· Teachers need to strike a balance. But in doing so, we urge them to remember that reading must be grounded in a firm understanding of the connections between letters and sounds. Educators who deny this reality are neglecting decades of research. They are also neglecting the needs of their students.
Reading Passage has six sections, A-F.
Choose the correct heading for sections B-F from the list of headings below.
Write the correct number, i-ix, in boxes 10-14 0n your answer sheet.
List of Headings
1.Disagreement about the reading process
2.The roots of the debate
3.A combined approach
4.Methods of teaching reading
5.A controversial approach
8.Allowing teachers more control
9.A debate amongst educators
Do the following statements agree with the information given in Reading Passage?
TRUE if the statement agrees with the information
FALSE if the statement contradicts the information
NOT GIVEN if there is no information on this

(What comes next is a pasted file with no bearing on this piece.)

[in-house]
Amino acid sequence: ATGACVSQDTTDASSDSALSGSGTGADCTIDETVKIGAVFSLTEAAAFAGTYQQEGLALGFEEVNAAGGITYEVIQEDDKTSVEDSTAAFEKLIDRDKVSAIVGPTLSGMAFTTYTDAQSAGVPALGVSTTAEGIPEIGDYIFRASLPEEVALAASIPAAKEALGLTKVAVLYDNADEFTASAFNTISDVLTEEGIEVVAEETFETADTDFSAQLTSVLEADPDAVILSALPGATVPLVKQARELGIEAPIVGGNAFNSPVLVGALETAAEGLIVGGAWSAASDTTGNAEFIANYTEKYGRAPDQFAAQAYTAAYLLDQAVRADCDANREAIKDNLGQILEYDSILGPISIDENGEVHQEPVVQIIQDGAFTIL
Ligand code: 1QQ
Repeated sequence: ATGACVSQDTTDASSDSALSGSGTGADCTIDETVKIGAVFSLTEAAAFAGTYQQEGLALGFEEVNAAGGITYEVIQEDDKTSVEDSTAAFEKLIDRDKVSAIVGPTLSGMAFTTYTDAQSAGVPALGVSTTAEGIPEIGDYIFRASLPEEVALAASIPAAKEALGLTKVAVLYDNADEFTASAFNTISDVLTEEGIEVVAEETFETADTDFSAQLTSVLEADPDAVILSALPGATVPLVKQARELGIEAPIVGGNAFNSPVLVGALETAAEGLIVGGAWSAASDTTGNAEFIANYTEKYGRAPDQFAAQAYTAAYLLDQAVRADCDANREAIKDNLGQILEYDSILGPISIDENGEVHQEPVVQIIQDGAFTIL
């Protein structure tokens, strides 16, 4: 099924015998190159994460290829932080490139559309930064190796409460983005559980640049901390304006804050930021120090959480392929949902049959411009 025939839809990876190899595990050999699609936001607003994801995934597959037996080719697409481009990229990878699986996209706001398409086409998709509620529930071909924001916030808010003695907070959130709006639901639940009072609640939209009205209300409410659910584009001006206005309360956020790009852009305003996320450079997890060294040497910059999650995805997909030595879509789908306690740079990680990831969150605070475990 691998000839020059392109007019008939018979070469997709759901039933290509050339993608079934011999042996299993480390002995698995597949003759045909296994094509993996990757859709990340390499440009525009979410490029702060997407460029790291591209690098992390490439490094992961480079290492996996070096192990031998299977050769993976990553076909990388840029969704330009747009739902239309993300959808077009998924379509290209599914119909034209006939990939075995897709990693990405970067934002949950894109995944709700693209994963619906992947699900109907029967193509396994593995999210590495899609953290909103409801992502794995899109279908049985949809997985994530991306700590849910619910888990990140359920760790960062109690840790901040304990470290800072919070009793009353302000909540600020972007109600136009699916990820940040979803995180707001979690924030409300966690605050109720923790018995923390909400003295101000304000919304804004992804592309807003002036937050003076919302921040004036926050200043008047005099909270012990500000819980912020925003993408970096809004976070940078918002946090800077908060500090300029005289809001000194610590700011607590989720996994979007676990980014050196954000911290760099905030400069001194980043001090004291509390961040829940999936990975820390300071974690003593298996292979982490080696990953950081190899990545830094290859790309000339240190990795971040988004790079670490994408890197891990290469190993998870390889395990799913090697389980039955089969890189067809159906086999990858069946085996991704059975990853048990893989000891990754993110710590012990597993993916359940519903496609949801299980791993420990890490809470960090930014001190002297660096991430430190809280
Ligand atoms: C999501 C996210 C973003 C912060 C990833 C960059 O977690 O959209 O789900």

27, The whole-language approach relates letters to sounds. F
28. Many educators believe the whole-language approach to be the most interesting way to teach children to read. T
29. Research supports the theory that we read without linking words to sounds. F
30. Research has shown that the whole-word approach is less effective than the whole-language approach. NG
31. Research has shown that the phonics is more successful than both the whole-word and whole-language approaches. T
Complete the summary of sections E and F using the list of words, A-G, below.
Write the correct letter, A-G, in boxes 6-9 0n your answer sheet.
In the teaching community, 6 ........... question the usefulness of research into methods of teaching reading. These critics believe that 7 ............ is incompatible with student-centered learning. In the future, teachers need to be aware of 8 ...........so that they understand the importance of phonics. They should not, however, ignore the ideas of 9.......... which make reading enjoyable for learners.
A the phonics method
B the whole-word method
C the whole-language method
G research studies